Springer Nature

Long-term treatment patterns and survival in metastatic breast cancer by intrinsic subtypes – an observational cohort study in Sweden

Posted on 2022-09-23 - 03:26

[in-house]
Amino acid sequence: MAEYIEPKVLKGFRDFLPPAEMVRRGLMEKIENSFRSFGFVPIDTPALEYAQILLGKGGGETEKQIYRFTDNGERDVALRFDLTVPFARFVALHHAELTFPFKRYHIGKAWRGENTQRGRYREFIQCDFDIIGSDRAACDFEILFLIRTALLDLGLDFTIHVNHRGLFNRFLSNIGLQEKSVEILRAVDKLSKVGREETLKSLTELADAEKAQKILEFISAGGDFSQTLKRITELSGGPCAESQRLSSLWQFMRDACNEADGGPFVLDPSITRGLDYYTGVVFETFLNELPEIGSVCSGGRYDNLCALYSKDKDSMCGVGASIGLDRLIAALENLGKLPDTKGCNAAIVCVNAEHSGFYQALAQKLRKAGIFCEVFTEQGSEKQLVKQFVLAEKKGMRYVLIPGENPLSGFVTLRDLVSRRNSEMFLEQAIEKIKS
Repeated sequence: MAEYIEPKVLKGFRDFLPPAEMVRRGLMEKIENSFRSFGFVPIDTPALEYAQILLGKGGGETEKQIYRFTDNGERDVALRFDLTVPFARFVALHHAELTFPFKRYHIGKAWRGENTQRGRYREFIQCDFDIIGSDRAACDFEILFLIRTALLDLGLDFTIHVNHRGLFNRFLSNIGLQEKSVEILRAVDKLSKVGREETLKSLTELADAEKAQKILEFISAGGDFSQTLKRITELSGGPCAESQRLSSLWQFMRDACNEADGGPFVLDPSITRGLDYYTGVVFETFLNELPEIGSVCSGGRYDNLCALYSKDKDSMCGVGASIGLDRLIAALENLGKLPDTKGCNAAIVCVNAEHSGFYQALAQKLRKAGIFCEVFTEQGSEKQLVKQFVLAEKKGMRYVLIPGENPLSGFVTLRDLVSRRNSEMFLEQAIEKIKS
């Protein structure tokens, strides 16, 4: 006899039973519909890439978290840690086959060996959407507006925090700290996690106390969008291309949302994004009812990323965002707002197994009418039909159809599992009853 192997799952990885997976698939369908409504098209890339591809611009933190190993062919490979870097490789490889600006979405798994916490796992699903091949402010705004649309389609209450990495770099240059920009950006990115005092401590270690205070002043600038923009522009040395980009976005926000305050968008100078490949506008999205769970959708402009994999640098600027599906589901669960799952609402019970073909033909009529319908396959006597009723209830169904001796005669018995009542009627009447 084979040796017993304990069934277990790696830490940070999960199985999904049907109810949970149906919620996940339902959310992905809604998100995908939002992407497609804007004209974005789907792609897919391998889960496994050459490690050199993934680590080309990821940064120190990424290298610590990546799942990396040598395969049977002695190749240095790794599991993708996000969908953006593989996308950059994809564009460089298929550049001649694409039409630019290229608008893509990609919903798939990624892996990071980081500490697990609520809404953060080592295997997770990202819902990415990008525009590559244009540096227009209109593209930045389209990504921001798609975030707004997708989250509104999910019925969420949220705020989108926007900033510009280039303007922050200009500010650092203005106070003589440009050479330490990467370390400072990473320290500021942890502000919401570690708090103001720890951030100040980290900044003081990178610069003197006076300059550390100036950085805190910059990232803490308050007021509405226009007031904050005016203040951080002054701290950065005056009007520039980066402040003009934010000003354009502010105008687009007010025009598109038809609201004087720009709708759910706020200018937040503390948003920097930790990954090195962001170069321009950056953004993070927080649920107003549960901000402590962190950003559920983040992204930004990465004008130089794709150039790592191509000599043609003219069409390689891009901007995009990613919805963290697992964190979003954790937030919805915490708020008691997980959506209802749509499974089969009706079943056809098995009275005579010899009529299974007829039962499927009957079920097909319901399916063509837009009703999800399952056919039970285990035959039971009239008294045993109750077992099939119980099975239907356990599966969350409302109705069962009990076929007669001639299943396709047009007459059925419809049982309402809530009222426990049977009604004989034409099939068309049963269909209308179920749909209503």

Abstract Background Longitudinal, real-world data on the management of metastatic breast cancer is increasingly relevant to understand breast cancer care in routine clinical practice. Yet such data are scarce, particularly beyond second- and third-line treatment strategies. This study, therefore, examined both the long-term treatment patterns and overall survival (OS) in a regional Swedish cohort of female patients with metastatic breast cancer stratified by subtype in routine clinical practice during a recent eight-year period and correlation to current treatment guidelines. Methods Consecutive female patients with metastatic breast cancer  clinically managed at Uppsala University Hospital, Uppsala, Sweden, during 2009–2016 and followed until the end of September, 2017 (n = 370) were included and, where possible, classified as having one of five, intrinsic subtypes: Luminal A; Luminal B; human epidermal growth factor receptor 2-positive (HER2+)/ estrogen receptor-positive (ER+); HER2+/estrogen receptor-negative (ER-); or triple negative breast cancer (TNBC). Treatment patterns and OS were estimated by subtype using time-to-event methods. Results A total of 352/370 patients with metastatic breast cancer (mean age 67.6 years) could be subtyped: 118 (34%) were Luminal A, 119 (34%) Luminal B, 31 (8%) HER2+/ER-, 38 (11%) HER2+/Luminal, and 46 (13%) TNBC. The median number of metastatic treatment lines was 3. Most patients were on active treatment during follow-up (80% of the observation period), except for patients with TNBC who were on treatment for 60% of the observation time. Overall, 67% of patients died whilst on treatment. Among all patients (n = 370), median OS was 32.5 months (95% CI = 28.2–35.7). The 5-year survival rate was highest for HER2+/Luminal (46%) patients, followed by Luminal B (29%), Luminal A (28%), HER2+/ER- (21%), and TNBC (7%). Increasing age and number of metastatic sites also predicted worse survival. Conclusions Metastatic breast cancer patients in Sweden, irrespective of subtype, generally receive active treatment until time of death. Survival varies considerably across subtypes and is also associated with patient characteristics. Regardless of differences in treatment patterns for Luminal A and B patients, long-term OS was the same.


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